Thursday, November 5, 2009

So Long Tomatoes, See You Next Year

Even now, as I look out the window and watch the colorful fall leaves swirl in the wind and the barely-there spittle of rain stipple the sidewalk, I can't believe it's over. Tomato season, that is. Summer? I can take it or leave it. (Probably because here in Napa Valley, Autumn is the coveted season. Gorgeous temperate days; cozy sweater-wearing, fireside-lounging nights; harvest, color, evening's slanted golden light .... mmm. I'll take Fall any day.) But what I will miss - perhaps more than stone fruit, plump berries or 100-degree temperatures - are fresh tomatoes.

I'm not discriminatory - I love tomatoes of all shapes, sizes and varieties. The uglier the heirloom, the quicker it winds up in my market basket. So as I find myself straddling the divide between tomato glut and tomato drought, I've shored up the pantry for the winter ahead. Sauce, salsa, soup... I've got a few goodies stashed away that capture that summer-fresh ripeness. But my favorite preservation method, hands-down, is slow roasting them in the oven.

Slow, oven-dried tomatoes have an amazing concentrated flavor that I find irresistible. It's a method that works really well with Roma tomatoes; they're the right size and sturdiness, and they pack a wallop of intense flavor when perfectly ripe. Lucky for me, Randall brought home a bounty of the red beauties from the last day of this season's Napa Farmer's Market.

There's not much to it. Slice the tomatoes in half lengthwise, lay them in a single layer on a baking sheet, dribble them with some good olive oil and a sprinkling of Kosher salt, and put them in a 200-degree oven for a nice long, warm nap. I let mine roast for about four hours - maybe longer, depending on the size of the tomatoes. I roast them until they are just this side of completely dried; I like them to still be a little plump. Once removed from the low heat, I just let them cool before loading them into canning jars and covering them with a layer of good olive oil. I don't even bother heat-sealing the jars (at least this time around, since I only wound up with four small jars) - I've just stored them in the fridge, and it will be all I can do to not eat my entire stash before month's end.

The oven-dried tomatoes are an amazing addition to salads, awesome when tossed with pasta, or a great base for tapenades or spreads. I use them just as I would use sundried tomatoes - the possibilities are endless. So I'm set for a little bit - I don't have to let the delight of vine-ripened tomatoes go just yet.

And speaking of vine-ripened tomatoes, I wasn't the only one enjoying the summer's finest. My mom's garden back home in Salt Lake apparently was overflowing this year (see all the pictures she sent me below); she's still harvesting the last of her tomatoes and has been stockpiling them as well. Here's her method for making tomato puree that is the base for her off-the-charts good tomato soup; she freezes the puree in quart-sized Ziplock bags (thanks mom, for the great instructions!).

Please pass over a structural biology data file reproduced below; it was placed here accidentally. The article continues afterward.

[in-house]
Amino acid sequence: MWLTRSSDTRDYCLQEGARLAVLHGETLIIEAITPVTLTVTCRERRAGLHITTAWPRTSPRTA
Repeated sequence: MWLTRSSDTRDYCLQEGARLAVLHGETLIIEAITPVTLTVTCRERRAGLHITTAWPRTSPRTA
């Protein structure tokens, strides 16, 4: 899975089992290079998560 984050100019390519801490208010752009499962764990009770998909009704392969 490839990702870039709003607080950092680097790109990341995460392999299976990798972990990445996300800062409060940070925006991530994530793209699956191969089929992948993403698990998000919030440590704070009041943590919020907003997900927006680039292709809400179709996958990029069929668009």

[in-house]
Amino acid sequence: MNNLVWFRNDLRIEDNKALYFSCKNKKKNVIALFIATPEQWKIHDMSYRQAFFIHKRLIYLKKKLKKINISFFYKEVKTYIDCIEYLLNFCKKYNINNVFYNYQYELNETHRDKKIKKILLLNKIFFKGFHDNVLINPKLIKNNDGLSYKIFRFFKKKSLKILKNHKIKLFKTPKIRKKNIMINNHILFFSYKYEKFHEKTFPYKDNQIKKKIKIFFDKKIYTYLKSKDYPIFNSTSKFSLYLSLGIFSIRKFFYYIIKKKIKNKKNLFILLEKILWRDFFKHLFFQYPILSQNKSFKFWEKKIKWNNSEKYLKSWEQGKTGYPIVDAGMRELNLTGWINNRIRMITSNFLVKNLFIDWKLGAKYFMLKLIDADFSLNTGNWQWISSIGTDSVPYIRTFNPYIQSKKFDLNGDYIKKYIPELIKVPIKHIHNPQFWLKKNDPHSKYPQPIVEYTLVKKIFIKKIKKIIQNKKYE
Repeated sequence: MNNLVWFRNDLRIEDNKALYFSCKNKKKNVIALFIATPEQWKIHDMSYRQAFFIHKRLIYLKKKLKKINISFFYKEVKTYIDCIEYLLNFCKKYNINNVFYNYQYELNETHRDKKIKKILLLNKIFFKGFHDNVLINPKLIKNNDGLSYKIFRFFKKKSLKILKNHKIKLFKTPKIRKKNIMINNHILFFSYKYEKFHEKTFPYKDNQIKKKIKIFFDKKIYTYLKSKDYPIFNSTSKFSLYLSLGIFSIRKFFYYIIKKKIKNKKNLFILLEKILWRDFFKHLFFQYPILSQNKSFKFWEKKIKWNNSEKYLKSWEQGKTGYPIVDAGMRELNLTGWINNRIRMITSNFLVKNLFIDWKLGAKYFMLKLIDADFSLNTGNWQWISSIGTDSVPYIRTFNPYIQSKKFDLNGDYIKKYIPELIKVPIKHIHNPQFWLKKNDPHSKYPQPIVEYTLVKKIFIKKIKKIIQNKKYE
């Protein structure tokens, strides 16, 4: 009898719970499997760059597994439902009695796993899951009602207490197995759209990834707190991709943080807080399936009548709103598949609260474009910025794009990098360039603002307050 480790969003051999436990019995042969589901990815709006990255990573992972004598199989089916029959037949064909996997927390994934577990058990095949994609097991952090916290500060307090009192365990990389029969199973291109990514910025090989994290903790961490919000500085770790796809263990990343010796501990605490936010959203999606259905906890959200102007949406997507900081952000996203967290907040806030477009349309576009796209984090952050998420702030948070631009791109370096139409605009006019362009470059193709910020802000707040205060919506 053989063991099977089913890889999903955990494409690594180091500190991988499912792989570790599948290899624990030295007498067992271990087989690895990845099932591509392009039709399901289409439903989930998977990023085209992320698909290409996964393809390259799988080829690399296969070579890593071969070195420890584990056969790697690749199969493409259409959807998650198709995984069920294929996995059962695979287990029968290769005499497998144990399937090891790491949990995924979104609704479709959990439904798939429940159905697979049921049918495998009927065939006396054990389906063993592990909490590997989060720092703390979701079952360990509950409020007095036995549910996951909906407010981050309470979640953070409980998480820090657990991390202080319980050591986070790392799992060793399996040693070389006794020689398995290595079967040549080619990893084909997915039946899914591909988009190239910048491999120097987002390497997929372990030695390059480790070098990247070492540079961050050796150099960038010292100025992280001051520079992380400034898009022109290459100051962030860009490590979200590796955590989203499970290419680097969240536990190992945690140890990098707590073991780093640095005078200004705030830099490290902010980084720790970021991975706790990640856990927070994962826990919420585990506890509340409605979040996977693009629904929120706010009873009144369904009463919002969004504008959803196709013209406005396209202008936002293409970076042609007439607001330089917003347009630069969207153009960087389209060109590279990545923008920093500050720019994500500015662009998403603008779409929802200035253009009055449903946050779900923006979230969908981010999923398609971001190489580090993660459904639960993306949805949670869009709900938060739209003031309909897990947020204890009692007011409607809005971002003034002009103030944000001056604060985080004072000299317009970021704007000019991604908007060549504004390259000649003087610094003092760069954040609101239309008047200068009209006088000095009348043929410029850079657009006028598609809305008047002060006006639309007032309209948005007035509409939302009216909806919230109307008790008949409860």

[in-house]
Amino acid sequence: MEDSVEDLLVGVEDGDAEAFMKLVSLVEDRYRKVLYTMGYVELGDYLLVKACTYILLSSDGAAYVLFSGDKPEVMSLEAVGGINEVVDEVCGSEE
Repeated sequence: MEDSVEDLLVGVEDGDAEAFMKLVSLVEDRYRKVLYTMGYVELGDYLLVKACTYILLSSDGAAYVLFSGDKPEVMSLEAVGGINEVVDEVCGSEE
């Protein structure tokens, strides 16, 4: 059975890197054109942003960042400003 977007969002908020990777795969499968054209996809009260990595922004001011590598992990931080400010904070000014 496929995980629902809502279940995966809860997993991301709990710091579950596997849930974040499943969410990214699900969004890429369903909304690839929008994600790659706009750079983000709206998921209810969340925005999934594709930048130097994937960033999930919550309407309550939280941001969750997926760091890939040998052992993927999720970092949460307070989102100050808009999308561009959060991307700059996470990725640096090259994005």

Tomato Puree and Tomato Soup
Contributed by Judy Angell

This base freezes well, up to a year, and when I need a fresh tasting marinara, soup, juice, or anything else using tomatoes, I pull out one or two bags depending on how much I need. It always tastes like it just came from the garden.
  • Gather and wash tomatoes.
  • Put in 8-quart pot with lid on to slowly cook over medium to medium-low heat (add about 1 cup of water so the bottom tomatoes don't burn)
  • Clean the garlic shallots; chop and put in pot with tomatoes (My mom grows garlic shallots in her garden, pictured below; regular shallots will work as well. Add to taste.)
  • Cool when all is cooked
  • Ladle cooked mixture into blender; puree
  • Pour puree through a small wired strainer into another eight quart pot to catch seeds and small pieces of tomato skin
To make tomato soup, here's where you can go wild and crazy:
  • Start with a base of the tomato puree
  • Add to it what you like: noodles, rice, meats, variety of vegetables (celery and onions chopped fine are my favorites)
  • Simmer 20 minutes
  • Salt and pepper to taste
  • For an extra zing, add one to two tablespoons of sugar (this is the real secret that gives the soup just a little extra uniqueness)
  • Serve hot with a dollop of sour cream and cheese crackers

1 comment:

  1. Morry, I've been meaning to say from the last few posts, your photography is getting to be amazing. It was always good before, but I can tell a difference since your photo class. Thumbs up!